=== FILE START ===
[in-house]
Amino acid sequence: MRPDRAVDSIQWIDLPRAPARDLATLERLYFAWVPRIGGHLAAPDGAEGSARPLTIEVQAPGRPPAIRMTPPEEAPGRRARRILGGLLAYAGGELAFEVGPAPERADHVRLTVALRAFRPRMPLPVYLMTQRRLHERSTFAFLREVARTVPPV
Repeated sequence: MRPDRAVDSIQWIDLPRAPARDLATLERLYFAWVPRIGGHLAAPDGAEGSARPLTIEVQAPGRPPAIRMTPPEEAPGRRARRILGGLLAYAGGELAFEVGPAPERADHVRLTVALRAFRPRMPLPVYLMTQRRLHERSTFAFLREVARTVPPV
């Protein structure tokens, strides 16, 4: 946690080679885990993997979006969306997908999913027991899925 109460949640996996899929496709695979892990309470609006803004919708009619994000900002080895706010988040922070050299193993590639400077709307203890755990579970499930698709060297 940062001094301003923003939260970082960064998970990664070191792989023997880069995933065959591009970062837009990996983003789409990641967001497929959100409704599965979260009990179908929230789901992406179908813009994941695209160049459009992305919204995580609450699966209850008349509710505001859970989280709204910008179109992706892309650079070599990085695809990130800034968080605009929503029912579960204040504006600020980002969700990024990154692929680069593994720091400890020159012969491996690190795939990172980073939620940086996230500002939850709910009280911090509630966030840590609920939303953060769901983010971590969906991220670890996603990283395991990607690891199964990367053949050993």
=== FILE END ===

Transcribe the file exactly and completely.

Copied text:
[in-house]
Amino acid sequence: MRPDRAVDSIQWIDLPRAPARDLATLERLYFAWVPRIGGHLAAPDGAEGSARPLTIEVQAPGRPPAIRMTPPEEAPGRRARRILGGLLAYAGGELAFEVGPAPERADHVRLTVALRAFRPRMPLPVYLMTQRRLHERSTFAFLREVARTVPPV
Repeated sequence: MRPDRAVDSIQWIDLPRAPARDLATLERLYFAWVPRIGGHLAAPDGAEGSARPLTIEVQAPGRPPAIRMTPPEEAPGRRARRILGGLLAYAGGELAFEVGPAPERADHVRLTVALRAFRPRMPLPVYLMTQRRLHERSTFAFLREVARTVPPV
């Protein structure tokens, strides 16, 4: 946690080679885990993997979006969306997908999913027991899925 109460949640996996899929496709695979892990309470609006803004919708009619994000900002080895706010988040922070050299193993590639400077709307203890755990579970499930698709060297 940062001094301003923003939260970082960064998970990664070191792989023997880069995933065959591009970062837009990996983003789409990641967001497929959100409704599965979260009990179908929230789901992406179908813009994941695209160049459009992305919204995580609450699966209850008349509710505001859970989280709204910008179109992706892309650079070599990085695809990130800034968080605009929503029912579960204040504006600020980002969700990024990154692929680069593994720091400890020159012969491996690190795939990172980073939620940086996230500002939850709910009280911090509630966030840590609920939303953060769901983010971590969906991220670890996603990283395991990607690891199964990367053949050993």